HomePick of the Day1936 Lancia Astura ‘Tipo Bocca’

1936 Lancia Astura ‘Tipo Bocca’


The Lancia Astura won best of show at the 2016 Pebble Beach Concours d’Elegance

With the Amelia Island Concours d’Elegance taking place this coming weekend, the Pick of the Day is a magnificent piece of concours royalty: the very 1936 Lancia Astura “Tipo Bocco” that won best of show at the 2016 Pebble Beach Concours d’Elegance.

This was the car driven across the Pebble Beach reviewing stand to a blast of pyrotechnic confetti and the cheers of thousands of spectators, the car chosen from among the hundreds of wonderful vehicles parked on the 18th fairway to be honored with this most prestigious of awards.

The Lancia is driven up to receive its prestigious best of show prize

The lovely Pinin Farina-designed (and at one point, restored by some of the same artisans who originally built it) Lancia convertible also has another piece of royalty in its storied past; it was once owned by rock n’ roll guitar legend Eric Clapton.

The Lancia is advertised on ClassicCars.com by a high-end collector car dealer in St. Louis, Missouri, which expounds at length in the ad about the car’s remarkable history. Renowned in its day for streamlined elegance, the Astura fell off the map for a number of years until being rediscovered in 1962 by a 20-year-old Lancia enthusiast, Michael Scott, who dragged its weathered remains out from under a hedge after paying a grand total of 15 pounds sterling for it, the dealer recounts in the ad.

Scott, who was eager to properly restore the car. was friends with a well-known writer for Autocar magazine, Steady Barker, also a Lancia fanatic. Barker showed photos of the project to none other than its designer, Batista “Pinin” Farina, who agreed to restore the body of the car at his facility in Italy at no charge if Scott had it mechanically refurbished, the ad says.

The Astura is one of six built, each slightly different

“This astounding gesture showed not only how proud Farina was of his design but also his deep, heartfelt fondness for the Lancia marque, a canvas where he created some of his finest work,” according to the ad. “Michael Scott lived up to his end of the bargain and spent considerable sums for the day rebuilding the 2.9-liter narrow-angle V8 and restoring the chassis.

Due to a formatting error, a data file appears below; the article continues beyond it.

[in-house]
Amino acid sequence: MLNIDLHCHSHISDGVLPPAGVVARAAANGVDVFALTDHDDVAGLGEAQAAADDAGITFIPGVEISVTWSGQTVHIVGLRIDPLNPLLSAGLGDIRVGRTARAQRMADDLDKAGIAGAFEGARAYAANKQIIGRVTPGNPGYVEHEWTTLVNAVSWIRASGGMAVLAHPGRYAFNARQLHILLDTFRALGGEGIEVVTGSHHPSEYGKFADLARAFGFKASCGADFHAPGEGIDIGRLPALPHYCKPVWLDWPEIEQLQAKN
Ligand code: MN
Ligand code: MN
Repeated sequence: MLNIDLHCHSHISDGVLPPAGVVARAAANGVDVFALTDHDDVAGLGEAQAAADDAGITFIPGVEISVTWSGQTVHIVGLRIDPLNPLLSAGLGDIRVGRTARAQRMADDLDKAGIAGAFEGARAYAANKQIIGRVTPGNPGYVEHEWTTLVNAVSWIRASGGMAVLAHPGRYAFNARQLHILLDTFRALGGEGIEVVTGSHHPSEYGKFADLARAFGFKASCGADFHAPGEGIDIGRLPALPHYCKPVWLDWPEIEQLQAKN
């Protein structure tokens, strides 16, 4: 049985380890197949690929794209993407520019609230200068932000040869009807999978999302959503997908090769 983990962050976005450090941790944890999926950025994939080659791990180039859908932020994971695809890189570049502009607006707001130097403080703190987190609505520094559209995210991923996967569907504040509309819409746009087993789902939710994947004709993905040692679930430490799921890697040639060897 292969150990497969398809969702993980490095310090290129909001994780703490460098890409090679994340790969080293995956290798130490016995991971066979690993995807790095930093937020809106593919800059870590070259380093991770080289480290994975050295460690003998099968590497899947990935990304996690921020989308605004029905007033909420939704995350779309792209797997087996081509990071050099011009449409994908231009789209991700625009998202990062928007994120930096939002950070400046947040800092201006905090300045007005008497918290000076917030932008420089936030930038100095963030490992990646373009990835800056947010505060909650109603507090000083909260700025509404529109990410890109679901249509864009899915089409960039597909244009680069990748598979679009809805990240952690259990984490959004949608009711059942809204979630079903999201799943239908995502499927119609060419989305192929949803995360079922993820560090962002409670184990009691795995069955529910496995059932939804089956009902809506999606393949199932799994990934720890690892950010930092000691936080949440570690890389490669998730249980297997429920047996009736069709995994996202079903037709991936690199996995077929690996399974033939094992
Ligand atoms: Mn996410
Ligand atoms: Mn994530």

“More than a year later, the Astura had a fresh MOT (British registration) and 1,000 flawless test miles under its belt. Steady eloquently described the car as ‘sound in wind and limb but shabby as a tramp’ as Scott and a friend set off for Italy.”

True to his word, Farina brought the Astura back to perfection, and Scott retained it for many years with the intention of keeping it forever. But thing changed in his life and Scott needed to sell the car. After offering it back to Farina’s business, which was unable to consummate the deal, Scott sold it to Clapton in 1976 for $10,800 pounds sterling.

Guitarist Eric Clapton drove this Lancia

Although a devoted Ferrari fan, Clapton reportedly was psyched by the Lancia, driving it and showing it and regaling it with praise. He eventually sold it to the original design house, now named Pininfarina, which displayed it for decades in its collection.

The dealer offering the Lancia acquired it about seven years ago and sold it to its current owner, an Arizona collector who had the privilege of receiving its best-of-show award at Pebble Beach. Now the dealer is again listing the car for sale, obviously still in immaculate show condition since it just won Pebble Beach.

As for the price tag, the dealer asks  prospective buyers to contact the dealership for details. But be certain that it is an amount to make your heart race and your eyes water and, for anyone lucky enough to afford it, tap into the old trust fund or your kids’ inheritance.

To view this listing on ClassicCars.com, see Pick of the Day

Bob Golfen
Bob Golfen
Bob Golfen is a longtime automotive writer and editor, focusing on new vehicles, collector cars, car culture and the automotive lifestyle. He is the former automotive writer and editor for The Arizona Republic and SPEED.com, the website for the SPEED motorsports channel. He has written free-lance articles for a number of publications, including Autoweek, The New York Times and Barrett-Jackson auction catalogs. A collector car enthusiast with a wide range of knowledge about the old cars that we all love and desire, Bob enjoys tinkering with archaic machinery. His current obsession is a 1962 Porsche 356 Super coupe.

Recent Posts